Look, up in the sky! It’s a bird. It’s a plane. It’s…

The largest artistic canvas you will ever find. Literally wherever you are, it is there, patiently waiting for you to take notice. The sky is the most interactive display in the world, unmatched by any brush or human touch. Always transposing for your viewing pleasure, twenty four hours a day, seven days a week. Admission is free with front row seating; on your back in an open, grassy field is never a bad spot.  

Being humble, you never see the artist standing behind their work, but surely must know how astounded the audience is left. Encapsulating every color in the spectrum from the faintly bleak, to the deepest saturation and boldest intensity. Utilizing the most turbulent of storms to the calmest sunset to evoke emotion, there is a mix of beauty, humility and inspiration reflected in every aspect of this phenomenon above us.    

 

 

 

 

 

 

 

 

 

 

 

Consider me the scalper, the hacker, the copyright infringer. My work is derived from outside influence and observation. Not from my hand, not from within, I am inside the masterpiece. Composing and capturing to bring the viewer a special moment in time. A place I walked and a moment I shared with Mother Nature-  The giver, the provider of a beauty so complex, so masterful, I stand in adoration.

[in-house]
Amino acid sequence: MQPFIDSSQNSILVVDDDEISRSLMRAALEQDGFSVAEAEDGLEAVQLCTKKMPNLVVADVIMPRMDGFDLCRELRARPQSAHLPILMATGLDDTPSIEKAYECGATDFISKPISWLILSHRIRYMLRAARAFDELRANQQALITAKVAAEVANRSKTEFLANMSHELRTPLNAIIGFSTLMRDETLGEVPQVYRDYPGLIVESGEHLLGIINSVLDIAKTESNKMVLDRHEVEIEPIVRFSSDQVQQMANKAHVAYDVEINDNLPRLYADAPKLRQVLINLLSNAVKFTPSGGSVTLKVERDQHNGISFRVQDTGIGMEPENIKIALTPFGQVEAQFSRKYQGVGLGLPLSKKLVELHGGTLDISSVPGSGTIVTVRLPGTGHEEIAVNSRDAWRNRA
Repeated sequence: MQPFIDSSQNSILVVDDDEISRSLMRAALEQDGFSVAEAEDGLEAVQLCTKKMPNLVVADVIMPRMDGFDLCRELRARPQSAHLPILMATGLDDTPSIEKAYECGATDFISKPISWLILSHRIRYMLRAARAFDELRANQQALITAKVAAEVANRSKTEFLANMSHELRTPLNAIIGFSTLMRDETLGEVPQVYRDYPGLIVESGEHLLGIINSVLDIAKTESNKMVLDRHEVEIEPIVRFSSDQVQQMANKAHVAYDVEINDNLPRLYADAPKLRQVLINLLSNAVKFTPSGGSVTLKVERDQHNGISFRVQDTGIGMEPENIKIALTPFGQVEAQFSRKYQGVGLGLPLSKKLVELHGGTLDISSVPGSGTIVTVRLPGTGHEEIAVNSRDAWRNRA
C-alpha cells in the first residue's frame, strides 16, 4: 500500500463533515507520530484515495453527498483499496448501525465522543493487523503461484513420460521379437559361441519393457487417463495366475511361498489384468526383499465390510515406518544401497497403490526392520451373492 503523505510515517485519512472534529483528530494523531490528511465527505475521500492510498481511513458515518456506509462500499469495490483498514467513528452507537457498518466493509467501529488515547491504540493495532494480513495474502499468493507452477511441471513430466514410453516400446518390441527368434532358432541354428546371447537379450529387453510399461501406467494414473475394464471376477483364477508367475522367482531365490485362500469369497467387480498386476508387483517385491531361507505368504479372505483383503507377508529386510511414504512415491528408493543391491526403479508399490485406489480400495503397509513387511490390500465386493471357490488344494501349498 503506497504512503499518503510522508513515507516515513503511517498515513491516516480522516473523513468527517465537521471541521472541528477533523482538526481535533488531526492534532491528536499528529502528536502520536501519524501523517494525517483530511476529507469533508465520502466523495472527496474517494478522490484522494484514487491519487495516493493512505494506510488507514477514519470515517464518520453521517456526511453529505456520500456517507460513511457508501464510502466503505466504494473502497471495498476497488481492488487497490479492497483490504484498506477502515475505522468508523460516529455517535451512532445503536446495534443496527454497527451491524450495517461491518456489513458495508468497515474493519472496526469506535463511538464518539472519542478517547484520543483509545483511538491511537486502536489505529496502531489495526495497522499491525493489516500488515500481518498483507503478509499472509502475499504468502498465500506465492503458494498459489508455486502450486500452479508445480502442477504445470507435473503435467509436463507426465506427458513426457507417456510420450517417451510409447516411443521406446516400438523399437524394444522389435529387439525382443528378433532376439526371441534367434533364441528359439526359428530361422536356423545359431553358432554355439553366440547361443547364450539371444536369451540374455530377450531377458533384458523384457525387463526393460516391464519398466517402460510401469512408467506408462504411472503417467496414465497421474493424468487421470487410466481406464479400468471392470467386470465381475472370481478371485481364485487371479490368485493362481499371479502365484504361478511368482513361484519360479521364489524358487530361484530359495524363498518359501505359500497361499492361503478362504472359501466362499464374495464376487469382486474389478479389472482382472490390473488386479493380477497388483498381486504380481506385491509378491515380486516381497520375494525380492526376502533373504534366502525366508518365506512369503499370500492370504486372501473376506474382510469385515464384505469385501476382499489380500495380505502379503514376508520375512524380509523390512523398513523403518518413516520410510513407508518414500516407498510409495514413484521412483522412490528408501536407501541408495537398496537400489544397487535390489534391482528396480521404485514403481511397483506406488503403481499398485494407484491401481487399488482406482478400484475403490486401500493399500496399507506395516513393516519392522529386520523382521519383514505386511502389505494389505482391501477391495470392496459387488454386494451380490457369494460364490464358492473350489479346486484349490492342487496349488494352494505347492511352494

Please feel free to leave your comments below, add your email on the right to follow future blogs or stop by my facebook page and become a fan. Keep shooting and stay Nspired!

 ©2012 Nspired Photography All images protected

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2 thoughts on “Look, up in the sky! It’s a bird. It’s a plane. It’s…

  1. Look up Stieglitz and Equivalents, a series of images he made of clouds, using them to promote the idea of letting the viewer read into the image what they felt.

    Great contrast on the last image, detail across the range. Difficult to achieve but you pulled it off nicely.

    • Thank you Mel! I did review Stieglitz from your recommendation, very fascinating. Amazing you pulled that out of memory based off my post. Where or how did you come across his work? (Quite a long time ago) Noticed a couple trees in his images but mostly clouds. Great share for sure and interesting read.

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